People collect some strange things: bugs, bottle caps, twist ties, beer cans, the list could go on forever. Me?  I collect meatloaf recipes. If the recipe has an unexpected ingredient, all the better. It never ceases to amaze me all of the delicious variations that can be made from a pound of ground beef, an egg, and breadcrumbs. That's why this recipe, sent to me by a friend, captured my attention. Never in all of my meatloaf-making days did I ever make one with grape jelly. The original recipe called for a pound and a half of ground beef and a cup of bread crumbs, a ratio that didn't quite seem right to me, so the following version is my own adaptation.  (I kicked up the horseradish as well.). Mr. O-P's nephew from New Jersey joined us for dinner. He loved the meatloaf, in fact, he is still talking about it.
Glazed Grape Meatloaf

1 pounds ground chuck
2/3 cup Italian bread crumbs
1 extra large egg, lightly beaten
1 tablespoon dried minced onion
1/2 teaspoon salt
1/4 teaspoon freshly ground pepper
1/2 cup grape jam or jelly
1/2 cup ketchup
1 T prepared mustard
2 teaspoons prepared horseradish

In a medium bowl, combine bread crumbs, eggs, onion, salt and pepper; whisk together to blend well. In a separate bowl combine jam, ketchup, mustard and horseradish; whisk to blend. Add half the jam mixture to bread crumb mixture, stir to blend.  Crumble the ground chuck into this mixture, and mix until all is incorporated.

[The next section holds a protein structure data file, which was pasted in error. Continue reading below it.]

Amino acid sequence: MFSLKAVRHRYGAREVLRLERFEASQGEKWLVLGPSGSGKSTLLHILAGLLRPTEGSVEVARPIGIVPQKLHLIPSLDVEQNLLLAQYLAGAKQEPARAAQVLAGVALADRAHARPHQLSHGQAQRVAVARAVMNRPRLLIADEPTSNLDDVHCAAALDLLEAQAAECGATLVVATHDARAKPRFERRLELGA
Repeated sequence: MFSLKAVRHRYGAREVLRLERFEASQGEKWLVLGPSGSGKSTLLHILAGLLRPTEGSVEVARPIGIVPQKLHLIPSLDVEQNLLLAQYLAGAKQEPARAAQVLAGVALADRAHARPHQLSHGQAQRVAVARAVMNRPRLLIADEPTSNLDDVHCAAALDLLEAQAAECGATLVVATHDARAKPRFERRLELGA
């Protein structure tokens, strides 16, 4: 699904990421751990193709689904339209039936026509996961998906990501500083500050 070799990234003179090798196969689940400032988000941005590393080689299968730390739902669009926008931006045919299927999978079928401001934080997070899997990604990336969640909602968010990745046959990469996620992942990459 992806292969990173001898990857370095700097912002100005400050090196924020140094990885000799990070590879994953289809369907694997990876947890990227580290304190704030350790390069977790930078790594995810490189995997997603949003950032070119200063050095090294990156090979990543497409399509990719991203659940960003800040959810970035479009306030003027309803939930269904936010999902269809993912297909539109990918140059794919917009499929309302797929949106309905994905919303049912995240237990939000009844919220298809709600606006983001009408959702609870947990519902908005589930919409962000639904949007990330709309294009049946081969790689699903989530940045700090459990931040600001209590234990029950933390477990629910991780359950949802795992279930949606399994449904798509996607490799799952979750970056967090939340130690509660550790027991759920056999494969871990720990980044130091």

Shape meat into a loaf. Place in a shallow baking pan. Spoon remaining grape mixture over top. Bake, uncovered, in a 400° F oven for 45 to 50 minutes or until meat is done.

Makes 4 servings

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Friday, June 21, 2013

Zucchini Bisque

My inability to grow zucchini is legendary.  It wouldn’t bother me, not one bit, if it didn’t happen to be one of my favorite vegetables.  Thank heavens for the good people at Melissa’s and their organic zucchini!  It allows brown-thumb zucchini gardeners to enjoy it year round in one taste tempting recipe after another.

This bisque is a wonderful soup for summer.  The delicate flavors of zucchini and mushrooms pair nicely with equally delicate additions of seasonings.  Served hot, cold, or at room temperature, it is a great starter, pairs nicely with a summer salad, or with a hearty roll or slice of Tomato Basil Bread makes a meal.

Zucchini Bisque

5 tablespoons butter, divided
2 medium zucchini, sliced into 1/8 rounds
1 8-oz. package button mushrooms, sliced
1 cup chopped onion
¼ cup chopped fresh parsley
3 tablespoons flour
¼ cup white wine
¾ cup heavy cream
1/8 teaspoon freshly ground black pepper
1/8 teaspoon cayenne pepper
1/8 teaspoon onion salt
1/8 teaspoon garlic powder
Few gratings of fresh nutmeg